It’s the job of the U.S. military and defense establishment to predict and understand the world of the immediate and long-term future. In a video series produced by the Defense Advanced Research Projects Agency that was re-surfaced in a World Economic Forum post, the experts looked 30 years down the road, to the year 2045. There is a lot for the insurance industry to ponder in these predictions, which include the following:
Computing everywhere. For starters, computing capabilities will be everywhere – in everything we touch, surrounding us everywhere we go.
New composite, smart and strong materials. The composition of our surroundings will change, reconstructed at the atomic level. “In 30 years, I imagine a world in which we don’t recognize the materials in the thigs that surround us,” says Stefanie Tomkins, a geologist and director of DARPA's Defense Sciences Office. “Whether it’s the buildings were living in, the cars that were driving, if were driving cars the aircraft, all of those things will be made up right now that historically we thought were impossible.”
Thought-controlled computing. The predictions include the possibility that devices or applications will be capable of being launched by human thoughts. "Think about controlling different aspects of your home just using your brain signals, or maybe communicating with your friends and your family just using neural activity from your brain,” according to Dr. Justin Sanchez, a neuroscientist and director of DARPA’s Biological Technologies Office. DARPA is already working on what Sanchez calls “neurotechnologies” that can accomplish this.
For computers not controlled by thoughts, there will be other means of access – such as voice. We’re already seeing rudimentary stirrings of voice-activated computing, such as Apple’s Siri and Amazon’s Alexa/Echo. "We're going to find that we have a very different relationship with the machines around us," says Pam Melroy, an aerospace engineer and a former astronaut who is now a deputy director at DARPA's Tactical Technologies Office. "I think that we will begin to see a time when we're able to simply just talk or even press a button" to interact with a machine to get things done more intelligently, instead of using keyboards or rudimentary voice-recognition systems.”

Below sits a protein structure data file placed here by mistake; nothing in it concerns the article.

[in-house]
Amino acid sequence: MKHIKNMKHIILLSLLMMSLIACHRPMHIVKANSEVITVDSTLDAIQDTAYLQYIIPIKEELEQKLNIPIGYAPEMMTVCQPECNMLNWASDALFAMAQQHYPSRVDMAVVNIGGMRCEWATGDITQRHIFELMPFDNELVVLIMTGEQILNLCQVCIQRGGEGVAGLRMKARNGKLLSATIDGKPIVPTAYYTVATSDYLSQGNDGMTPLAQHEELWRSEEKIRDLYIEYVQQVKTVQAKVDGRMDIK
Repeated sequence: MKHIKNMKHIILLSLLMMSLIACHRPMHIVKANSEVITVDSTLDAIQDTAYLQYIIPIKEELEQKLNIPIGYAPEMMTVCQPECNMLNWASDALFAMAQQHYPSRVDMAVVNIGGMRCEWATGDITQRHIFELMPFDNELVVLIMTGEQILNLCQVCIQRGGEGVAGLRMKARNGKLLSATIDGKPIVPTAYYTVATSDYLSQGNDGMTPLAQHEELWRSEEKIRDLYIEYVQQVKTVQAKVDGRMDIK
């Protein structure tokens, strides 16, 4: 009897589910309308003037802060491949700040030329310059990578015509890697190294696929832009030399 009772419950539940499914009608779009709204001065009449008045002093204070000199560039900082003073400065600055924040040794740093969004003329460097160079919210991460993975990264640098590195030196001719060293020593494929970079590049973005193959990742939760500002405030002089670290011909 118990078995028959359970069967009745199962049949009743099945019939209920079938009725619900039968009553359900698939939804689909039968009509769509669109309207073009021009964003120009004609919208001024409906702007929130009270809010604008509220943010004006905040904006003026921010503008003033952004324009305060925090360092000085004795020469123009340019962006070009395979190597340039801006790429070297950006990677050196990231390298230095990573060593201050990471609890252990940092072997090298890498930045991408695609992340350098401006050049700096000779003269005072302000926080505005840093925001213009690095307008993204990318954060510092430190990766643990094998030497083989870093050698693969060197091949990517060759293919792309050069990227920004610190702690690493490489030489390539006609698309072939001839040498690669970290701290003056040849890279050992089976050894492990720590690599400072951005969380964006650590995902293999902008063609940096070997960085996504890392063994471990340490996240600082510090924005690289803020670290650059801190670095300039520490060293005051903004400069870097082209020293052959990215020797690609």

Artificial intelligence in the driver’s – and pilot’s – seat. Self-driving 18-wheeler trucks are already on our highways. In 30 years, self-driving cars and trucks will be the rule – and perhaps the young people of that era will find it hard to believe that we actually had to drive ourselves at one time. We have drones now, and soon, artificial intelligence will be capable of piloting aircraft.
Don’t expect the human pilot on the flight deck to go away anytime soon, however. These are factors that will definitely shape the types of coverage and products insurance carriers will be providing. Of course, it’s almost impossible to imagine what the insurance industry will look like that that time from a structural point of view. We’re already seeing forces such as digital technologies, big data and insurtech challenging the status quo. It’s a safe bet to assume that the insurance company of 2045 will be leaner, smarter, and much more capable of providing highly targeted products and services when and where customers need them.
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